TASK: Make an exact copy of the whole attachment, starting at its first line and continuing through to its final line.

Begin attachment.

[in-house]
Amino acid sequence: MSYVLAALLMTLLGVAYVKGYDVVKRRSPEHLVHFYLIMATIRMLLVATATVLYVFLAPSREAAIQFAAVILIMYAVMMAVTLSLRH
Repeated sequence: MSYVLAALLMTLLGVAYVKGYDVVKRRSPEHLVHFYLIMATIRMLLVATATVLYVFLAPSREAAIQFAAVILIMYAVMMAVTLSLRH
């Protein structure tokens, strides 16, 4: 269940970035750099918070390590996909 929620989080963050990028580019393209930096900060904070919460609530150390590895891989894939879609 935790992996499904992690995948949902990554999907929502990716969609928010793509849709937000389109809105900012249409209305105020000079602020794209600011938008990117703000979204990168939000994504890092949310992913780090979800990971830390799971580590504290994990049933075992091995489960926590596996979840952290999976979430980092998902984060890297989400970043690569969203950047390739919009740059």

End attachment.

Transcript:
[in-house]
Amino acid sequence: MSYVLAALLMTLLGVAYVKGYDVVKRRSPEHLVHFYLIMATIRMLLVATATVLYVFLAPSREAAIQFAAVILIMYAVMMAVTLSLRH
Repeated sequence: MSYVLAALLMTLLGVAYVKGYDVVKRRSPEHLVHFYLIMATIRMLLVATATVLYVFLAPSREAAIQFAAVILIMYAVMMAVTLSLRH
């Protein structure tokens, strides 16, 4: 269940970035750099918070390590996909 929620989080963050990028580019393209930096900060904070919460609530150390590895891989894939879609 935790992996499904992690995948949902990554999907929502990716969609928010793509849709937000389109809105900012249409209305105020000079602020794209600011938008990117703000979204990168939000994504890092949310992913780090979800990971830390799971580590504290994990049933075992091995489960926590596996979840952290999976979430980092998902984060890297989400970043690569969203950047390739919009740059």